King Charles’ sister Princess Anne doesn’t believe a “slimmed down” monarchy is a move the king should make.
“Well, I think the ‘slimmed down’ was said in a day when there were a few more people around,” the Princess Royal told CBC News in an interview that aired days before King Charles III’s coronation.
Princess Anne was seemingly referring to the death of Queen Elizabeth II, along with the loss of other senior royals in recent years. Prince Harry and Meghan Markle stepped back from their senior roles in January 2020.
Prince Andrew stepped back from his public roles in 2019. He later lost his military titles in January 2022.
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The “slimmed-down” version of a monarchy was suggested in the years before Queen Elizabeth’s death. Senior members — such as Prince William and Princess Kate — would take on more roles than they currently are responsible for.
“It doesn’t sound like a good idea from where I’m standing, I would say,” Princess Anne explained. “I’m not quite sure what else we can do.”
King Charles III immediately ascended to the throne following Queen Elizabeth’s death in September. However, his coronation is taking place eight months later, on May 6.
Princess Anne doesn’t think being officially named King of England will change him.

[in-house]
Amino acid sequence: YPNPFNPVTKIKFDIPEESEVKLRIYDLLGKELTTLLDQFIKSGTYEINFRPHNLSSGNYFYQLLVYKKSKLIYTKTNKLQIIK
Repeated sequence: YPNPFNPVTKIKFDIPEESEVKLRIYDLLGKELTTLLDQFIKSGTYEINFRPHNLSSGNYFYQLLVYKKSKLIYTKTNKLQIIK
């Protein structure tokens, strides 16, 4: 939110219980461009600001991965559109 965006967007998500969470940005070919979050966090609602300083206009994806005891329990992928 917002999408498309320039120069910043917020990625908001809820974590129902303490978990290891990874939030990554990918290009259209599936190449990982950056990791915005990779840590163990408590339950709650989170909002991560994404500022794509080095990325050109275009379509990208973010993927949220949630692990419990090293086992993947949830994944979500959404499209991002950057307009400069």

“Well, you know what you’re getting because he’s been practicing for a bit, and I don’t think he’ll change,” she told the outlet. “You know, he is committed to his own level of service, and that will remain true.”
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Charles will be crowned around midday in London at Westminster Abbey on Saturday. The ceremony is expected to last around two hours. Charles’ coronation will be attended by his sons Prince William and Prince Harry, but his daughter-in-law Meghan Markle will not be in attendance.
King Charles III, keen to show that he can be a unifying figure for everyone in the United Kingdom, will be crowned in a ceremony that will for the first time include the active participation of faiths other than the Church of England.
Buddhist, Hindu, Jewish, Muslim and Sikh leaders will participate in the ceremony for the first time.
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The Associated Press contributed to this report.